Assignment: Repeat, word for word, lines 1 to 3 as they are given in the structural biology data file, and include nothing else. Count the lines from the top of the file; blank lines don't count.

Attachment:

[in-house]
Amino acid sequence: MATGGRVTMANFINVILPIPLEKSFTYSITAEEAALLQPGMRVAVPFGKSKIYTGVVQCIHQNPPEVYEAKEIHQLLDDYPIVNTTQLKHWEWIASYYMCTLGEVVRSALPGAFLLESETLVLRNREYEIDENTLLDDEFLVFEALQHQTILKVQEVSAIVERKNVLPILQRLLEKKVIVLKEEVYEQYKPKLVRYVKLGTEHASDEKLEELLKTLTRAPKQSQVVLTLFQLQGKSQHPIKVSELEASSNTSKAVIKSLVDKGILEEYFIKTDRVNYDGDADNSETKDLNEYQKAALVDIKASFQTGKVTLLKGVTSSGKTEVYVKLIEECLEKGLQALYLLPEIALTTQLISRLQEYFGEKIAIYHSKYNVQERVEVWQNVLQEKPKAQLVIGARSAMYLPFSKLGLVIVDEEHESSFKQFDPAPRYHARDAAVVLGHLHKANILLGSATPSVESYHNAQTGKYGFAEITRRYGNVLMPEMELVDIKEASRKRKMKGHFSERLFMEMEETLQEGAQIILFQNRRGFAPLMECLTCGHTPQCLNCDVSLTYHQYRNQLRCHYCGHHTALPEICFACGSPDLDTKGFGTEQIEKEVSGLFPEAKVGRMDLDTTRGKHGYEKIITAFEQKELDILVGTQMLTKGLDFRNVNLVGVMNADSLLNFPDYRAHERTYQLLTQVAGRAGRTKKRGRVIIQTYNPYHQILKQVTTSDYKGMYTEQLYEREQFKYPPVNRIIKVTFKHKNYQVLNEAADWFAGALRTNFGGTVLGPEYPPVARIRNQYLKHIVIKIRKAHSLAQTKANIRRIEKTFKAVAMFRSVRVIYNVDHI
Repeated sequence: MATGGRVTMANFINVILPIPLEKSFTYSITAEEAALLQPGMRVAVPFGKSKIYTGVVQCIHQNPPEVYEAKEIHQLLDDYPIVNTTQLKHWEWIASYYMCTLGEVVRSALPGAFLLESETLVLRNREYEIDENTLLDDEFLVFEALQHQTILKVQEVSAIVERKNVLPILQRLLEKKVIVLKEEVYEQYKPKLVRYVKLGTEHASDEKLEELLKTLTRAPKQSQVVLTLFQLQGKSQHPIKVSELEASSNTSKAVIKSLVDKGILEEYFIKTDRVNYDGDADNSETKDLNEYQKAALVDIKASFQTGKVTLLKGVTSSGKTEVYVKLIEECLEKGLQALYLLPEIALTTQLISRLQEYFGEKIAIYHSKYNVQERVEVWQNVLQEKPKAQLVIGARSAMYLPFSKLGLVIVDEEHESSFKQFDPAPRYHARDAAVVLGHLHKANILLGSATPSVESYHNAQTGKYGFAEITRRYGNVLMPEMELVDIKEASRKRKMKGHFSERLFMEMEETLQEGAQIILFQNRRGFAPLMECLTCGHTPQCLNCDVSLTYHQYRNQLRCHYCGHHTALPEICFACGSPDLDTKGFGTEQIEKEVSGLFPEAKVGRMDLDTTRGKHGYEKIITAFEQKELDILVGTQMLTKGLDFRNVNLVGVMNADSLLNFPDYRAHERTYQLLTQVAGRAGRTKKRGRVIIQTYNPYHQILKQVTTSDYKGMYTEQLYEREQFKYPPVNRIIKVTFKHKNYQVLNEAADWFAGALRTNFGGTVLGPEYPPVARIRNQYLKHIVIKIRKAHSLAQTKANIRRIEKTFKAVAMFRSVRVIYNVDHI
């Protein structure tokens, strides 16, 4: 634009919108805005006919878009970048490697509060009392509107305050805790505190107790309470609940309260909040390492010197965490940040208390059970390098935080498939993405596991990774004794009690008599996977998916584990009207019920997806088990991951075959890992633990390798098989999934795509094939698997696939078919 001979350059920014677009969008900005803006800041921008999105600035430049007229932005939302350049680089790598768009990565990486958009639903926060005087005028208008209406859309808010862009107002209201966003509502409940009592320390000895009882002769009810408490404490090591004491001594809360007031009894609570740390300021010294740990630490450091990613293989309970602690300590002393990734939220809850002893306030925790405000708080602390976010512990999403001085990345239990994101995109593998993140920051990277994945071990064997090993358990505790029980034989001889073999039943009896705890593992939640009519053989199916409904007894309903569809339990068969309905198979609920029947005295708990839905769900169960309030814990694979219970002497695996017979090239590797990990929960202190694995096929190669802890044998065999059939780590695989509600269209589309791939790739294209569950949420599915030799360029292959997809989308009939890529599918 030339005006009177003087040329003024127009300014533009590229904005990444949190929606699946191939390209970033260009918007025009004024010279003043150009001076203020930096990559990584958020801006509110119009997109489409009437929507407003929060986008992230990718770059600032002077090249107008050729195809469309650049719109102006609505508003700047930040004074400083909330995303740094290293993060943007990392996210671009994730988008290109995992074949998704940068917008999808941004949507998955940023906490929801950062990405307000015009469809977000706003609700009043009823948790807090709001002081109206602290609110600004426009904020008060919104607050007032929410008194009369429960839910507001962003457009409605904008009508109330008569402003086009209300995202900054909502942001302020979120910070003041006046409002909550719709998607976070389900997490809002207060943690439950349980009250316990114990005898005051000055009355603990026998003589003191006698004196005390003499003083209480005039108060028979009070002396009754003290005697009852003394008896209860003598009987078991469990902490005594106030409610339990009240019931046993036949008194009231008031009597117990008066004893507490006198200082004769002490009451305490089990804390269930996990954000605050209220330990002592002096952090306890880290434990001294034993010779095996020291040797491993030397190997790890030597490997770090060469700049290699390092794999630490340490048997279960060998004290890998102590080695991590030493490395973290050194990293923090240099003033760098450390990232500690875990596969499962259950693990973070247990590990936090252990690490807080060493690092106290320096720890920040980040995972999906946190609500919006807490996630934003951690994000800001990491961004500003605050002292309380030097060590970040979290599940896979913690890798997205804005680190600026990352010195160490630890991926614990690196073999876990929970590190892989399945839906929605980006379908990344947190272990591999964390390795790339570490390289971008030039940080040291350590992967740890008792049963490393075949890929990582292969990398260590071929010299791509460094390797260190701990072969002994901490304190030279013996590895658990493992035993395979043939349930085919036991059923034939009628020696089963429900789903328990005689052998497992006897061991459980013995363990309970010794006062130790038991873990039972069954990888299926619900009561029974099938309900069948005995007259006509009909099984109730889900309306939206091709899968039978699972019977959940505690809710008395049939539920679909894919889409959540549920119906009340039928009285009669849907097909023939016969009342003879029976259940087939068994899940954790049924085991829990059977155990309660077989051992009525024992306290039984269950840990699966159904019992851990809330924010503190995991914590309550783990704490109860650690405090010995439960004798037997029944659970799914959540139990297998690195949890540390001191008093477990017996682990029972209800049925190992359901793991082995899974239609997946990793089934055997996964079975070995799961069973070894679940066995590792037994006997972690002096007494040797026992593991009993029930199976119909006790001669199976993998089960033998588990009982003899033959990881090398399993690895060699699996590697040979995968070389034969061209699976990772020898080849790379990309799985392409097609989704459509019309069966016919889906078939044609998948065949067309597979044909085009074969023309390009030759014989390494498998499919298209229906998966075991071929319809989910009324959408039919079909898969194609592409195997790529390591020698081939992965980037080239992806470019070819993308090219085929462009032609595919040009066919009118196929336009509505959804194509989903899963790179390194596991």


[in-house]
Amino acid sequence: MATGGRVTMANFINVILPIPLEKSFTYSITAEEAALLQPGMRVAVPFGKSKIYTGVVQCIHQNPPEVYEAKEIHQLLDDYPIVNTTQLKHWEWIASYYMCTLGEVVRSALPGAFLLESETLVLRNREYEIDENTLLDDEFLVFEALQHQTILKVQEVSAIVERKNVLPILQRLLEKKVIVLKEEVYEQYKPKLVRYVKLGTEHASDEKLEELLKTLTRAPKQSQVVLTLFQLQGKSQHPIKVSELEASSNTSKAVIKSLVDKGILEEYFIKTDRVNYDGDADNSETKDLNEYQKAALVDIKASFQTGKVTLLKGVTSSGKTEVYVKLIEECLEKGLQALYLLPEIALTTQLISRLQEYFGEKIAIYHSKYNVQERVEVWQNVLQEKPKAQLVIGARSAMYLPFSKLGLVIVDEEHESSFKQFDPAPRYHARDAAVVLGHLHKANILLGSATPSVESYHNAQTGKYGFAEITRRYGNVLMPEMELVDIKEASRKRKMKGHFSERLFMEMEETLQEGAQIILFQNRRGFAPLMECLTCGHTPQCLNCDVSLTYHQYRNQLRCHYCGHHTALPEICFACGSPDLDTKGFGTEQIEKEVSGLFPEAKVGRMDLDTTRGKHGYEKIITAFEQKELDILVGTQMLTKGLDFRNVNLVGVMNADSLLNFPDYRAHERTYQLLTQVAGRAGRTKKRGRVIIQTYNPYHQILKQVTTSDYKGMYTEQLYEREQFKYPPVNRIIKVTFKHKNYQVLNEAADWFAGALRTNFGGTVLGPEYPPVARIRNQYLKHIVIKIRKAHSLAQTKANIRRIEKTFKAVAMFRSVRVIYNVDHI
Repeated sequence: MATGGRVTMANFINVILPIPLEKSFTYSITAEEAALLQPGMRVAVPFGKSKIYTGVVQCIHQNPPEVYEAKEIHQLLDDYPIVNTTQLKHWEWIASYYMCTLGEVVRSALPGAFLLESETLVLRNREYEIDENTLLDDEFLVFEALQHQTILKVQEVSAIVERKNVLPILQRLLEKKVIVLKEEVYEQYKPKLVRYVKLGTEHASDEKLEELLKTLTRAPKQSQVVLTLFQLQGKSQHPIKVSELEASSNTSKAVIKSLVDKGILEEYFIKTDRVNYDGDADNSETKDLNEYQKAALVDIKASFQTGKVTLLKGVTSSGKTEVYVKLIEECLEKGLQALYLLPEIALTTQLISRLQEYFGEKIAIYHSKYNVQERVEVWQNVLQEKPKAQLVIGARSAMYLPFSKLGLVIVDEEHESSFKQFDPAPRYHARDAAVVLGHLHKANILLGSATPSVESYHNAQTGKYGFAEITRRYGNVLMPEMELVDIKEASRKRKMKGHFSERLFMEMEETLQEGAQIILFQNRRGFAPLMECLTCGHTPQCLNCDVSLTYHQYRNQLRCHYCGHHTALPEICFACGSPDLDTKGFGTEQIEKEVSGLFPEAKVGRMDLDTTRGKHGYEKIITAFEQKELDILVGTQMLTKGLDFRNVNLVGVMNADSLLNFPDYRAHERTYQLLTQVAGRAGRTKKRGRVIIQTYNPYHQILKQVTTSDYKGMYTEQLYEREQFKYPPVNRIIKVTFKHKNYQVLNEAADWFAGALRTNFGGTVLGPEYPPVARIRNQYLKHIVIKIRKAHSLAQTKANIRRIEKTFKAVAMFRSVRVIYNVDHI